My previous post included the link for the official snow totals. I always like to evaluate my forecast to improve on future forecasts.
For the immediate PHL area, snowfall was between 7-11 inches and areas somewhat further north and west, totals approached 15 inches.
With my call of 4-7 inches with an emphasis on “7 most likely”, my forecast fell short. So what happened?
Official QPF measured at the airport yesterday was 1.06 water, somewhat higher than the 0.87 predicted by the NAM and higher than the GFS. But overall the models did well on QPF. (The actual snow total for just Wednesday was 6.7 inches at PHL airport, according to the NWS.)
My emphasis on solar insolation through clouds lead my forecast astray. Had it been January, I would have predicted 8-10, which I mentioned in several posts. So I learned yesterday that heavy snowfall rates trump solar effects, even in late March.
While the models did well on QPF, they did less well on wind. That was lucky for our region. Temperatures were predicted well.
Mesoscale banding set up northwest of the city and snowfall was heavier in those areas.
Well, I said if it were January, I’d be predicting 8-10 inches. The March sun angle did little to reduce accumulations at this high precipitation rate.
So I may have underestimated totals.
In the far northwest suburbs, considerable snow accumulation has occurred. Nearer Philadelphia and adjacent NJ, there’s been quite a range, significantly lower in some cases.
Current radar is impressive, but upper air analysis shows dryer air moving in above 22,000 feet (in brown)
A few more inches of snow possible north and west, but the high precipitation rates should start diminishing around Philadelphia soon, as the dry air rotates in. Some snow still likely until after midnight.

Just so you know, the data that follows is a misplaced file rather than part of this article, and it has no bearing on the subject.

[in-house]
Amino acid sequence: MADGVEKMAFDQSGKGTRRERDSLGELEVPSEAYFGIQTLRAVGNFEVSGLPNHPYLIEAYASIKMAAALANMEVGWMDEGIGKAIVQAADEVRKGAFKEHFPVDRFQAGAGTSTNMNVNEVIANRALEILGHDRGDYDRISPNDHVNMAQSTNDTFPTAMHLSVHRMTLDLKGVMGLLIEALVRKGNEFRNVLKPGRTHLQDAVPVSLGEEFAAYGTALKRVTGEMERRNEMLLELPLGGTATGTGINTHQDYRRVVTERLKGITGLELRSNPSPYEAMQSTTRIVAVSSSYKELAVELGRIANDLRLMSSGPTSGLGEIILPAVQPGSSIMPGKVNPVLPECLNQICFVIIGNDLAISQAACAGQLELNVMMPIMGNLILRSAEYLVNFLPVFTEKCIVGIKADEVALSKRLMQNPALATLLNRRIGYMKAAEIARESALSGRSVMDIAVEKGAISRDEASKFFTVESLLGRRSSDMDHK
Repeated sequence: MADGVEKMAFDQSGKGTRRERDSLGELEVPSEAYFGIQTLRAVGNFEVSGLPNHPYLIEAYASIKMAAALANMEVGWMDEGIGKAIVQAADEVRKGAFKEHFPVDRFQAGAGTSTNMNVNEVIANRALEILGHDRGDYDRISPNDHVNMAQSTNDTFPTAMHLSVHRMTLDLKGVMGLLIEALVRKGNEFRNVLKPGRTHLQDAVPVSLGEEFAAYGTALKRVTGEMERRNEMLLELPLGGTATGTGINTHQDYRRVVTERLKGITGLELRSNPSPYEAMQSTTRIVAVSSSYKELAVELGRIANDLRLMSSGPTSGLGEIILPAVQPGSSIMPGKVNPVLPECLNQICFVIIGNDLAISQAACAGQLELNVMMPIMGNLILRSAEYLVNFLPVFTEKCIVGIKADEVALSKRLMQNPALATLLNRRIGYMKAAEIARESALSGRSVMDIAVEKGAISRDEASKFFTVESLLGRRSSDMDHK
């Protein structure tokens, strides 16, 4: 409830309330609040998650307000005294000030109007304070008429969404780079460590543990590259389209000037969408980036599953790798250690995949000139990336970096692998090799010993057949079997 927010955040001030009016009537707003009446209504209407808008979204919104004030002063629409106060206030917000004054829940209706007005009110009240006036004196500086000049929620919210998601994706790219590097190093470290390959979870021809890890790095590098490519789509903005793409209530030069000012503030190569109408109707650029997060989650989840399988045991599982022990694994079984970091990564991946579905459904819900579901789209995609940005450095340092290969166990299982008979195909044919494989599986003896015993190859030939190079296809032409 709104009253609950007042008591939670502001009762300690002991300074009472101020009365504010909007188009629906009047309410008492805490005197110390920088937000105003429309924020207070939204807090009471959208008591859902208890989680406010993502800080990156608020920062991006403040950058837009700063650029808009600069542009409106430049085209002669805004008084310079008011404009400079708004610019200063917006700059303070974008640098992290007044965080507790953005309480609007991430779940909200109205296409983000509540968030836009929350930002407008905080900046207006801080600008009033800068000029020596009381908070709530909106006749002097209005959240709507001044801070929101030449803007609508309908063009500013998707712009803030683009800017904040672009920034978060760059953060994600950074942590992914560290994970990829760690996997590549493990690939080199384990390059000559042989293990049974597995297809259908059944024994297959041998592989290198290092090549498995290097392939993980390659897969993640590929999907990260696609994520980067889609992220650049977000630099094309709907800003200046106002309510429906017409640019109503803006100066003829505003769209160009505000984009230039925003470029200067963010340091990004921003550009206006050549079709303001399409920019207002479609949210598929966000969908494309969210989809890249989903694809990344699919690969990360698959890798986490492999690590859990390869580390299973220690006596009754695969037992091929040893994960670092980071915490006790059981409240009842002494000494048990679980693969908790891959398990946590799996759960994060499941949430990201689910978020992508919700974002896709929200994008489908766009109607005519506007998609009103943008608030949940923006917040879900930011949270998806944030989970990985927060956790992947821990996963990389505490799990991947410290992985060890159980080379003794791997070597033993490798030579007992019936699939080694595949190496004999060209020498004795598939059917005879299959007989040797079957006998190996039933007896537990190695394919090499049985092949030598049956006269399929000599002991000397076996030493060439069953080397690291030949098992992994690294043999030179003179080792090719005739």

The latest GFS has become available and QPF values are now similar to the NAM – about 0.85 inches water.
I’m inclined to stay with my earlier forecast—
With March sun angle, I’m still going with 4-7 inches of snow, measured on grassy surfaces, with higher part of that range more likely. (This means 7 inches.) This is for Philadelphia and immediate suburbs.
An additional 2 inches could be added to that range (meaning 6-9 in ) for far northwest suburbs.
This morning’s NAM data just coming in. QPF still high at 0.85 in water. If this were January, I’d be forecasting 8-10 inches with this thermal profile.
BUT With March sun angle, I’m still going with 4-7 inches of snow, measured on grassy surfaces, with higher part of that range more likely. This is for Philadelphia and immediate suburbs. I’m also assuming that the GFS (not available yet) will have a lower QPF as it almost always has.
Snow continues into the evening. Highest accumulation rate during the afternoon, according to the NAM
10:40 am update- NAM FOUS data available. The winds will not be as high as originally thought. 18mph plus higher gusts. A good thing. Areas far northwest may have snowfall 2 inches higher than the above range.